2. I like those suggestions for putting together a posse. I never thought of those things but they make sense. About a month ago, I had just left the dock by myself on my skiff and as i was going by this flat that had one boat on it, I notice the guy on the boat is hooked up. Turns our I knew him and he yells to me that big bull reds are all over the flat. So get out there and catch my first one and it was the biggest red I had ever landed. Easily 38″. And you are right, all the hooting and hollering just seemed weird by myself and the selfie was horrible.

  3. 4. Be an asset. Bring something that the other guys don’t. Any one of a number of things will suffice depending on the crew. A nice bottle of whiskey, carne asada for the grill, delicious breakfast burritos, coco water to keep the crew hydrated, a camera worth taking pictures with, etc… You’ve got the picture. A cumpari once showed up last the evening before floating what appeared to be a grossly swollen river. With his headlights illuminating the picnic table he throw down a dozen articulated streamers and announced, “Everyone grab two.” The productivity the next day assured this act of kindness a spot in the annals not anals.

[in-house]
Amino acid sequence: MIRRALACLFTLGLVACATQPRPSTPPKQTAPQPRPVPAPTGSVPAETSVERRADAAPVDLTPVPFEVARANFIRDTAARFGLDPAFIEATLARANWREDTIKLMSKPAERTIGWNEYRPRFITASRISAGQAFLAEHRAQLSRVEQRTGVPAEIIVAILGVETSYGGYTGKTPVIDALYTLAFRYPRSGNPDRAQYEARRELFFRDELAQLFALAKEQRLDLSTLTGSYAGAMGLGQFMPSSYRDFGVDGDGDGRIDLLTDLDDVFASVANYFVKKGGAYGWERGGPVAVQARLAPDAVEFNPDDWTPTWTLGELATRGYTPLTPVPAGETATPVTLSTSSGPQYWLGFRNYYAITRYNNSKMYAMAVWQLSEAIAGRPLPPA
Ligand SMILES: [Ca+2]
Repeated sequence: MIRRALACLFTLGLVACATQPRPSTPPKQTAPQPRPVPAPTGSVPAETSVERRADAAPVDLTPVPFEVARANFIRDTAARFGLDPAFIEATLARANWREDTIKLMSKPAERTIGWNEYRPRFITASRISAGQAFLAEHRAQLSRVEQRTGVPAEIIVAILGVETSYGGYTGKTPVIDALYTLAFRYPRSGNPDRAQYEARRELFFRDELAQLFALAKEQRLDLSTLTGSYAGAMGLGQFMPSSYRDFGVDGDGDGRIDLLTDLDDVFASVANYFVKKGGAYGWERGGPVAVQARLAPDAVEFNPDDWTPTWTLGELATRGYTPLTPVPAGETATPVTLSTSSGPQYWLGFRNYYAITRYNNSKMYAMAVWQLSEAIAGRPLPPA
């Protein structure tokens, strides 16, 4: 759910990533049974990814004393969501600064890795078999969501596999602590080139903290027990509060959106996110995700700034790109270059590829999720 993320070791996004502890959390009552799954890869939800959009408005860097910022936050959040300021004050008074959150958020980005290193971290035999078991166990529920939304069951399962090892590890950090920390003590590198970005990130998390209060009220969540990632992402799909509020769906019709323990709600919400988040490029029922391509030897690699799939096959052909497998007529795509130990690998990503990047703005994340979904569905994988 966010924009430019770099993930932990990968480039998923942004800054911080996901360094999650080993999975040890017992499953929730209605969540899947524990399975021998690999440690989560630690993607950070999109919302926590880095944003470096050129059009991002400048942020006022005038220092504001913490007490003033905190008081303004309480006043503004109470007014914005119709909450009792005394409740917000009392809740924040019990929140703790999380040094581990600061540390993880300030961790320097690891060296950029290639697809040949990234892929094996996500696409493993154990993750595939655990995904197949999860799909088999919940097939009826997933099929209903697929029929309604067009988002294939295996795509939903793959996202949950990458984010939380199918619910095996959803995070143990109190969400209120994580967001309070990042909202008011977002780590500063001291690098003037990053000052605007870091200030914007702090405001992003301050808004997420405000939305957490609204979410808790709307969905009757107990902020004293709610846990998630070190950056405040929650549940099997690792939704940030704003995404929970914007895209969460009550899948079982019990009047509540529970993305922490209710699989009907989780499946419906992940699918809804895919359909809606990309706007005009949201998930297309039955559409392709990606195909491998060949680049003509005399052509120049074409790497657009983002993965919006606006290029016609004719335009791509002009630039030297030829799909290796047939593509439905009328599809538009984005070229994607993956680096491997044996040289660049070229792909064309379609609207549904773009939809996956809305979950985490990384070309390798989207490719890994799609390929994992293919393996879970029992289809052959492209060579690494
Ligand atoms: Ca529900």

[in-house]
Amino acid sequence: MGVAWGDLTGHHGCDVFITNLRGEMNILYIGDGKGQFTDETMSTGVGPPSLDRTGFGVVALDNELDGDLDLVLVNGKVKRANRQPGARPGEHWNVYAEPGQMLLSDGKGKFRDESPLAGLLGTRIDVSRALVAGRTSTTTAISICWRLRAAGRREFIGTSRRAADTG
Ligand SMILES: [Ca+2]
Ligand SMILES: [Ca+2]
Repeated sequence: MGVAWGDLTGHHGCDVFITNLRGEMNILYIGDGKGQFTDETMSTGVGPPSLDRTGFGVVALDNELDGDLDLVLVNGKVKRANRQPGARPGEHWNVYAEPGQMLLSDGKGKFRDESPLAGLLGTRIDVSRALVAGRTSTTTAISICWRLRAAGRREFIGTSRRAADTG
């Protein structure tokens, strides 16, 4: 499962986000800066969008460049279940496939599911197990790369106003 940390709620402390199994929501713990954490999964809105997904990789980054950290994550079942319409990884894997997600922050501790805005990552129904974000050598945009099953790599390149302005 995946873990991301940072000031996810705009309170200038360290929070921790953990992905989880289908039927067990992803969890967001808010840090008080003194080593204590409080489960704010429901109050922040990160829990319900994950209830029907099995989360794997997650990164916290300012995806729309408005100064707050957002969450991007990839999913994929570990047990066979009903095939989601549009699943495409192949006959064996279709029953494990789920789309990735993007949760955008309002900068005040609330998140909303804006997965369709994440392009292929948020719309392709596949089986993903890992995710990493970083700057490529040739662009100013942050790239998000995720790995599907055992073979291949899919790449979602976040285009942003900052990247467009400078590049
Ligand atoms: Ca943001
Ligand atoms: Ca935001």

4. Over the years, I have fished with a bunch of people. By inertia, the group has whittled down to four of us who fish regularly together or in some subset of the whole. Factors that define the group include:
    1) “Yes” being the usual answer to “Do you want to go fishing?”
    2) Showing up at the take off point, more or less on time
    3) Having your fishing gear and other sh*t together, though everyone will forget something once in a while
    4) Can you stand being in the same car together for 3 hours on a regular basis.

    • Good adds to the list. If the dude can’t show up on time (most the time) prepared for the day it usually says more about him than just his potential as a fishing partner

    • I completely agree with your 4 points, and would add one more- maintain a degree of physical fitness, so that one can wade and hike a full day in order to escape to some remote areas of streams.